Mountain Crossing

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Our campsite is officially in the rear-view mirror.  After packing up the Chevy, we headed south towards Grand Teton National Park, our last major detour off Route 20.  Though we thoroughly enjoyed the three nights we spent camped out in Yellowstone, it soon became evident that we misplaced our priorities.  The Tetons are incredible.  Towering before us, I at last saw the Rockies in their full glory.  We snapped a few pictures and Paul vowed to return next summer to conquer Grand Teton, the tallest of them all.

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We picked up 20 after driving into Idaho in what was the most perilous border crossing to date.  The road wound its way up and down a mountain, testing our little Sonic with its sharp and sudden turns.

The state license plates here read “Scenic Idaho” and “Famous Potatoes”.  The view was pleasant enough but we found no reason to stop for several hours, so I’d say that’s an apt description of the eastern half of the state.  We reached Idaho Falls before nightfall (I know it’s the peak of summer, but daylight lasts for over 15 hours out here!) and crashed at a motel, granting me a reprieve from sleeping in the car for what would have been a fifth straight night.

Before leaving town the next morning, I caught sight of a distinctive building in the distance.  It turned out to be the local Mormon temple.  I walked in and soon encountered a man named Elder Ward.  Asking about the unique architecture proved fruitless, as he immediately jumped into proselytize mode.  Mark this down as the first conversion attempt of the trip.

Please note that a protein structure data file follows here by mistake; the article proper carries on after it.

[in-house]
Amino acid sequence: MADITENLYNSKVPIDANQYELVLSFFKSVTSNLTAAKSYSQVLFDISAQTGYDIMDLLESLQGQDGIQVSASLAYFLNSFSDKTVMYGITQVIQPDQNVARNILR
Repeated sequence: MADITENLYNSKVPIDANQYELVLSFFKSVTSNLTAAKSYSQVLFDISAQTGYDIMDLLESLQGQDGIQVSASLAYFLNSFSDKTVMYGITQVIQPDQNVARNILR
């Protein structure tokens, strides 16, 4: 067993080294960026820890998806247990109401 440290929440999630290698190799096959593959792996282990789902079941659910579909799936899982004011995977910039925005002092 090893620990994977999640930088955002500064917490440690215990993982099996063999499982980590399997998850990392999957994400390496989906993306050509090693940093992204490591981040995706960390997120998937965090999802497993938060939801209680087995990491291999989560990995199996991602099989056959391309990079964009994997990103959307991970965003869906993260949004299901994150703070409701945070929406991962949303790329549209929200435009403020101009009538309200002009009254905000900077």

Mormon temple of Idaho Falls

Mormon temple of Idaho Falls

Our lunch stop came in the tiny windswept town of Arco, Idaho.  The town’s claim to fame is the nearby nuclear reactor, which in 1951 became the first of its kind to generate electricity.  Though now decommissioned, the townies know how to capitalize: the restaurant’s signature menu item was the Atomic Burger.  It was great and I’m not even glowing.

Traveling through the foothills of Idaho on our way to Boise, temperatures climbed past the mid 90s, topping off at 100 degrees.  Of course, this had to be the day that our A/C gave out for unknown reasons.  Oh well.  If the pioneers were able to reach the Pacific without climate control, then so will we.

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